There are a lot of misconceptions about prenuptial agreements. As family law practitioners, we hear all kinds of crazy questions about prenups. Most of the time, our clients are afraid to ask even the most basic questions. We have prepared this list of the most commonly asked questions about prenuptial agreements to help dispel some of the myths about prenuptial agreements.
1. I don’t have anything do I really need a
You don’t need a prenup if you are both poor
and have no chance of ever having anything, ever, including a business, a
pension, property, cars, a job, investments, pets or an inheritance. While most
people think prenuptial agreements are only for people who have lots of money,
they are usually for the everyday person. Essentially, having the prenup is
like buying insurance – you hope you never need it, but it is there in case you
Having a prenup can also be helpful to a
spouse with fewer assets because individuals will often quit a job or relocate
prior to a marriage. A prenup can ensure that they are made financially whole
in the event of a divorce or legal separation.
Most prenups address spousal support in the
event of divorce as well as how assets and debts, both prior to marriage and
those acquired during the marriage will be divided. A solid prenup can also
address the rights of a spouse upon death or incapacity of their partner.
2. Is my
spouse asking me to sign a prenup because they don’t trust me?
In our experience, absolutely not. Usually, a
spouse asks for a prenup because they are trying to protect an asset they own prior
to marriage or save their spouse from substantial debt accumulated prior to
marriage. Having a prenup can be a win-win for both parties and doesn’t mean
that one party is not trustworthy. Rather, having a prenup should be considered
as a way for a married couple to create their marital financial roadmap. Most
sound prenups are more involved than simply saying who gets what if the parties
divorce. A good prenuptial agreement will define how property should be
acquired and what happens to property if one party should pass away or become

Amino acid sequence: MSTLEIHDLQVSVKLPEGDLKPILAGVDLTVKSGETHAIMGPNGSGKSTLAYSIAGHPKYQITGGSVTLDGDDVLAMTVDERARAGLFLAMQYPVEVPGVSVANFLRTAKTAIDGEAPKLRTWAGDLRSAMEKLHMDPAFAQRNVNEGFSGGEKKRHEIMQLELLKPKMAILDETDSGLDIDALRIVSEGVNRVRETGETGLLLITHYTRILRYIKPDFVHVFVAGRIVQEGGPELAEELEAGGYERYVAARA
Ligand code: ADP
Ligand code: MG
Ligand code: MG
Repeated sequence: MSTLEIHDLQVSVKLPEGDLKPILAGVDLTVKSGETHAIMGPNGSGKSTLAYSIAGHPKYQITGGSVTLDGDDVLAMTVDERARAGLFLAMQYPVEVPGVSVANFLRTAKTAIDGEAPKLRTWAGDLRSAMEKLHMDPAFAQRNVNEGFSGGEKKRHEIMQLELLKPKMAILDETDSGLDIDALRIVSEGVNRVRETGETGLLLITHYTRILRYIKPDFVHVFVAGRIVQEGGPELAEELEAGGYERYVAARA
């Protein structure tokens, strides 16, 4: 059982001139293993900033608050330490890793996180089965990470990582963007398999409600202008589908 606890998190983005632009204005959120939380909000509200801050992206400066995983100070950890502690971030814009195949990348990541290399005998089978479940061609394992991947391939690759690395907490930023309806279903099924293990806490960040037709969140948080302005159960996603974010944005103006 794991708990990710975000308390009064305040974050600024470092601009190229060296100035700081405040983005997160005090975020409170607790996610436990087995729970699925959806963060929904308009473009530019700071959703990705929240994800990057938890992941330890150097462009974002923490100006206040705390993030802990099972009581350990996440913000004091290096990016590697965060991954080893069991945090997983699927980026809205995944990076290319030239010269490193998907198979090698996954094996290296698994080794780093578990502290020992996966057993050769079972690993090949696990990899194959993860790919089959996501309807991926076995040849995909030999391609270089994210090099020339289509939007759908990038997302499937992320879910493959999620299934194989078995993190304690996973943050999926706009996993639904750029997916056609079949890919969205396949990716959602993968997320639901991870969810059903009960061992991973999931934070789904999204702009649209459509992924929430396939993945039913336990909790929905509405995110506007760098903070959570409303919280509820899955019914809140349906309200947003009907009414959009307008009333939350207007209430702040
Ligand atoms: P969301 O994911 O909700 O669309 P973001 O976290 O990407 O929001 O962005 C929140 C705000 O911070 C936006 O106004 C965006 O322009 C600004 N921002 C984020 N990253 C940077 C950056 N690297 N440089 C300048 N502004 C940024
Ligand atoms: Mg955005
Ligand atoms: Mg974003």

incapacitated. Drafting a prenuptial agreement can really assist an engaged
couple in planning for their financial future rather than being used as a
testament of distrust.
3. Why cant we just write down on a piece of
paper who gets what? Why do we need a lawyer?
There are so many
reasons that a do-it-yourself prenuptial agreement is a bad idea that we cannot
state them all here. While there are many legal documents that can be drafted
on your own, a prenup is not one of them. In our experience most prenups that were
drafted by divorcing spouses themselves, or even drafted by a notary, have been
Furthermore, Nevada has an entire statute (NRS 123A),
dedicated to the content and enforcement of prenups. In the event the parties
draft their own prenup and get divorced, the divorce judge will look to the
statute to see if the prenup complies – in most cases, the prenup does not meet
the strict standards of the statutes and will be deemed unenforceable. Simply,
having a prenup drafted by an attorney ensures that the agreement is sound and
complies with the law.
4. Can we change the terms of the prenup
later if something changes?
Of course. Prenuptial agreements can always
be modified at a later date as long as both parties agree. Usually a prenuptial
agreement modification must be in writing and signed by both parties to become
much is a prenup going to cost me?
At our firm, we do
not charge by the hour for drafting the prenup. Instead, we charge a flat fee
that ranges anywhere from $375 to $3,500 depending upon the complexity of the
agreement being drafted and the nature of the assets and debts involved.
information about prenuptial agreements, please contact our office at (702)
433-2889 or fill out our on-line form for more information.